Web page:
June 2017
Volume 58, Issue 8
Open Access
ARVO Annual Meeting Abstract  |   June 2017
The impact of smoking on corneal graft failure
Author Affiliations & Notes
  • Austin Lee Strohbehn
    Ophthalmology, University of Missouri, Columbia, Missouri, United States
  • Murugesan Raju
    Ophthalmology, University of Missouri, Columbia, Missouri, United States
  • Kirshna Shanmugam
    Ophthalmology, University of Missouri, Columbia, Missouri, United States
  • Anthony Grillo
    Ophthalmology, University of Missouri, Columbia, Missouri, United States
  • Frederick W Fraunfelder
    Ophthalmology, University of Missouri, Columbia, Missouri, United States
  • Footnotes
    Commercial Relationships   Austin Strohbehn, None; Murugesan Raju, None; Kirshna Shanmugam, None; Anthony Grillo, None; Frederick Fraunfelder, None
  • Footnotes
    Support  None
Investigative Ophthalmology & Visual Science June 2017, Vol.58, 1411. doi:
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    • Get Citation

      Austin Lee Strohbehn, Murugesan Raju, Kirshna Shanmugam, Anthony Grillo, Frederick W Fraunfelder; The impact of smoking on corneal graft failure. Invest. Ophthalmol. Vis. Sci. 2017;58(8):1411.

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      © ARVO (1962-2015); The Authors (2016-present)

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Purpose : Corneal transplantation is a highly successful surgical option for the treatment of advanced corneal disease. One of the primary concerns with corneal transplantation is graft rejection. The corneal transplant service at the University of Missouri has hypothesized that smoking is a major risk factor for allograft failure and that it alters the proteome of human corneal cell lines.

Methods : The University of Missouri's i2b2 database was used to retrospectively identify patients who underwent corneal transplantation and analyze their smoking status. Patient’s records that were incomplete or age below 18 were excluded from this study. Fisher’s exact test was used for statistical analysis. Human corneal epithelium cell lines were grown to confluence in tissue culture flasks and then incubated with either smoke extract or phosphate buffered saline as control for 16 hrs. These cells were homogenized using RIPA lysis buffer and total proteins were isolated by acetone precipitation method then analyzed by mass spectrometry (LC-MS/MS).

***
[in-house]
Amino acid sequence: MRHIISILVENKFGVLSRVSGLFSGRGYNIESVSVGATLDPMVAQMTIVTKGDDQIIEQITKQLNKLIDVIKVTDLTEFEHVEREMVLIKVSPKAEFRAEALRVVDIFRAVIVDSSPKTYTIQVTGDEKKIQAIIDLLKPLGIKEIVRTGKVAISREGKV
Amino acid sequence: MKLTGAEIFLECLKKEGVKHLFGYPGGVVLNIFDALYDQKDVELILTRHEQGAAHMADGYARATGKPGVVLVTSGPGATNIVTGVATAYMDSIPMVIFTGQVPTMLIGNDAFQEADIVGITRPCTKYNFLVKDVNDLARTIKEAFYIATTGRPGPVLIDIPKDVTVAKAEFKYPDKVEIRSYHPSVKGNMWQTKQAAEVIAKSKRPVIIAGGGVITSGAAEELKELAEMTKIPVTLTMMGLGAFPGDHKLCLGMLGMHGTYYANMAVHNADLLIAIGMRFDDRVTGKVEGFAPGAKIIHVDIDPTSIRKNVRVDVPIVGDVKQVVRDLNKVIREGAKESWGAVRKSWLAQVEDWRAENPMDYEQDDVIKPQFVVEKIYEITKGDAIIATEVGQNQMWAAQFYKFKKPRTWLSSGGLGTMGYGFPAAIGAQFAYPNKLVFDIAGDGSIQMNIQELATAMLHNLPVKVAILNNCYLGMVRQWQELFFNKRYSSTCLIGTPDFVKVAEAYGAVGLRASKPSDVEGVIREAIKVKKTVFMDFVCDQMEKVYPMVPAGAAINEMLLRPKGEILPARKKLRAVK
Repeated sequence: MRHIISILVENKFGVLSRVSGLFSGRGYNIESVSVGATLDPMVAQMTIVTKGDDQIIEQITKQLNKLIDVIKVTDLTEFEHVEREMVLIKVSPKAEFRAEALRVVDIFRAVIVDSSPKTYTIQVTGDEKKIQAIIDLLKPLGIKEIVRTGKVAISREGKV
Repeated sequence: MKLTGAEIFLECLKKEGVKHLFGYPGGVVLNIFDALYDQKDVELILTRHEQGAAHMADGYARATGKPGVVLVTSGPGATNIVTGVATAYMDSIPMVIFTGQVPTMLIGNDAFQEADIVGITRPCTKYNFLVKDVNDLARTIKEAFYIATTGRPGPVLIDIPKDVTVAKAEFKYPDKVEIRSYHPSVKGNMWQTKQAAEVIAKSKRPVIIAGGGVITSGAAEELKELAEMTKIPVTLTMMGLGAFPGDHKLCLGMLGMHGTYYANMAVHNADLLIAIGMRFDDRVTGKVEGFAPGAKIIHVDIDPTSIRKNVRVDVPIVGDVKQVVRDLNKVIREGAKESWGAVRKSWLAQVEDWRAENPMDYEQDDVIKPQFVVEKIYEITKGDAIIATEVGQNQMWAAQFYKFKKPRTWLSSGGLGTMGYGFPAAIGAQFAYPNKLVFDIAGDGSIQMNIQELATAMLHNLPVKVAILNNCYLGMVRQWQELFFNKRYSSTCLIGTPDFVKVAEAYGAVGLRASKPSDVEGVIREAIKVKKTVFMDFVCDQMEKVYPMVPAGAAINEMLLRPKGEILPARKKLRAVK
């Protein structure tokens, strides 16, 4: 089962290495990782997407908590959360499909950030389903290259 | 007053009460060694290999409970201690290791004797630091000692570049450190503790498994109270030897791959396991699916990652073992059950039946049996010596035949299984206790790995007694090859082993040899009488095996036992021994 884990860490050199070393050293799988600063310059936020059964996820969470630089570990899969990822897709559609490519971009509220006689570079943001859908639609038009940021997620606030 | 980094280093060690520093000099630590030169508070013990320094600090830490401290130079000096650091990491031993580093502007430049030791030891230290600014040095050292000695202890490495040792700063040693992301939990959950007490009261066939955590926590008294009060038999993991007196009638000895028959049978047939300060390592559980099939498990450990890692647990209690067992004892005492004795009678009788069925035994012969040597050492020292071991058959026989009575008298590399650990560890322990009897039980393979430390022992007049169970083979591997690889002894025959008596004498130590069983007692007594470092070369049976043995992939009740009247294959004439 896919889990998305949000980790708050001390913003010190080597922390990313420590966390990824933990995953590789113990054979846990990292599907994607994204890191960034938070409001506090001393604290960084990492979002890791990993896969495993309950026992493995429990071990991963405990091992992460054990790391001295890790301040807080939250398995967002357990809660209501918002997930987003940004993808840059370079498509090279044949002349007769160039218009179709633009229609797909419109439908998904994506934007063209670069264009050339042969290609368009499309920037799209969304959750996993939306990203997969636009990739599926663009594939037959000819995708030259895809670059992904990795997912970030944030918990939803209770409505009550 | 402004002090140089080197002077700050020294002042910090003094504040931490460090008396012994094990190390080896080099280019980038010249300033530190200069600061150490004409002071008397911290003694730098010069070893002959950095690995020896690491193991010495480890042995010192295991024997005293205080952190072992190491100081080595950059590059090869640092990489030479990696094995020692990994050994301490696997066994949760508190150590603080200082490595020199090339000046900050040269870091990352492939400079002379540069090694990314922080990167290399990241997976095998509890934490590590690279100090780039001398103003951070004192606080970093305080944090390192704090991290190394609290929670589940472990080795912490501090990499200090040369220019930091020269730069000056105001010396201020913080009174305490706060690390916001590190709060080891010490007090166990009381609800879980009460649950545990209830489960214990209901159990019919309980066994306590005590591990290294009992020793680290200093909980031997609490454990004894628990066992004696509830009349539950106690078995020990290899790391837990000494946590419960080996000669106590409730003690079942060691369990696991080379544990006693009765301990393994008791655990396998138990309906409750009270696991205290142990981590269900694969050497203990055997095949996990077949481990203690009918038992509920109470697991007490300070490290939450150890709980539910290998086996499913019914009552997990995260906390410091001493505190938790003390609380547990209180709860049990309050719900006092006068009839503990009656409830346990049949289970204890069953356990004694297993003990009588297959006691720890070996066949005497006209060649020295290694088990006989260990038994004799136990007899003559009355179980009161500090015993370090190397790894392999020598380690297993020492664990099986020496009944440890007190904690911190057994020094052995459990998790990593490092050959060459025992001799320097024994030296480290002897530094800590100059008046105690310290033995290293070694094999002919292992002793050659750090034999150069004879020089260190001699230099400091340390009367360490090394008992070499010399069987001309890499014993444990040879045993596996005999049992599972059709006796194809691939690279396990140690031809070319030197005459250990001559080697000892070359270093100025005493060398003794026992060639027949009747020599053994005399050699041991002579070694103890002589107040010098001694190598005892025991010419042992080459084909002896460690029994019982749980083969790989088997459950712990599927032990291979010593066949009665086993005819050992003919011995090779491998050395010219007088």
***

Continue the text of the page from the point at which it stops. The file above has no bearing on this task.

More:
Results : Of 254 patients who underwent corneal trasnplant surgery, 144 patients had complete demographic information and were included in this study. The study population consisted of 46% female and 54% male subjects. The racial distribution was 87% white, 8% African American, and 5% other. Exactly 84 of these patients had undergone penetrating keratoplasty while 60 of these patients had undergone endothelial keratoplasty. Penetrating keratoplasty showed 41% graft complication compared to endothelial keratoplasty at 18% (p < 0.005). Further, patients with smoking history showed significantly increased corneal transplant failure (59%) within the penetrating keratoplasty group (p < 0.005). The total protein isolated from cultured human corneal epithelial control cells was 6.3 ± 0.2 mg and smoke-treated cells was 6.1 ± 0.3 mg/ T75 flask culture. LC-MS/MS analysis showed a combined total number of abundant proteins of 624 (> 99% confidence on protein ID). Among these total proteins, 571 proteins were detected in both control and smoke treated cells, 37 proteins were uniquely detected only in smoke treated cells, and 16 proteins were detected only in the control cells.

Conclusions : Our study demonstrates that smokers have significantly higher graft failure compared to non-smokers and that human corneal epithelial cells treated with smoke extract demonstrate an altered proteomic profile.

This is an abstract that was submitted for the 2017 ARVO Annual Meeting, held in Baltimore, MD, May 7-11, 2017.


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